The combinations of a 60 fps kV x-ray flat panel imager, a 19 focal spot kV x-ray tube enabled by a steered electron beam, plus SART or SIRT sliding reconstruction via GPUs, allow real time 6 fps 3D-rendered digital tomosynthesis tracking of the respiratory motion of lung cancer lesions. The tube consists of a “U” shaped vacuum chamber with 19 tungsten anodes, spread uniformly over 3 sides of a 30 cm x 30 cm square, each attached to a cylindrical copper heat sink cooled by flowing water. The beam from an electron gun was steered and focused onto each of the 19 anodes in a predetermined sequence by a series of dipole, quadrupole and solenoid magnets. The imager consists of 0.194 mm pixels laid out in 1576 rows by 2048 columns, binned 4x4 to achieve 60 fps projection image operation with 16 bits dynamic range. These are intended for application with free breathing patients during ordinary linac C-arm radiotherapy with modest modifications to typical system hardware or to standard clinical treatment delivery protocols. The sliding digital tomosynthesis reconstruction is completed after every 10 projection images acquired at 60 fps, but using the last 19 such projection images for each such reconstruction at less than 8 mAs exposure per 3D rendered frame. Comparisons, to “ground truth” optical imaging and to diagnostic 4D CT (10 phase) images, are being used to determine the accuracy and limitations of the various versions of this new “19 projection image x-ray tomosynthesis fluorooscopy” motion tracking technique.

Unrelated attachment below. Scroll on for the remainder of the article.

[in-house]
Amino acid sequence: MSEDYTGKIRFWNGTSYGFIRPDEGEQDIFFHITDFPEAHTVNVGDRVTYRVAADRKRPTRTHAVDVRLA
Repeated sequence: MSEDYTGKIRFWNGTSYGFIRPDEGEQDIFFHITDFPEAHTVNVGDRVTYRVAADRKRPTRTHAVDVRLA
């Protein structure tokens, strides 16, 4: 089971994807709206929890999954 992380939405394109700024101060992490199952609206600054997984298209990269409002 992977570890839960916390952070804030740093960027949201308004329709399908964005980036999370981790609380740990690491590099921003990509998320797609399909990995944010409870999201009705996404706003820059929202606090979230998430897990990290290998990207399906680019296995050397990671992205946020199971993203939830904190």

Larry Partain, Douglas Boyd, Samuel Song, Vitaliy Ziskin, Edward Seppi, Roy Rand, Austin Ely, Namho Kim, Kyle Foletta, Michael Weil, Megan Daly, John Boone, Stanley Benedict, Carlo Tognina, Edward Shapiro, Gary Okamoto, Stavros Prionas, Hai Pham, and Gikas Mageras, "Lung cancer, respiratory 3D motion imaging, with a 19 focal spot kV x-ray tube and a 60 fps flat panel imager," Proc. SPIE 10573, Medical Imaging 2018: Physics of Medical Imaging, 105730X (Presented at SPIE Medical Imaging: February 13, 2018; Published: 9 March 2018); https://doi.org/10.1117/12.2293184.
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Study of self-shadowing effect as a simple means to realize nanostructured thin films and layers with special attentions to birefringent obliquely deposited thin films and photo-luminescent porous silicon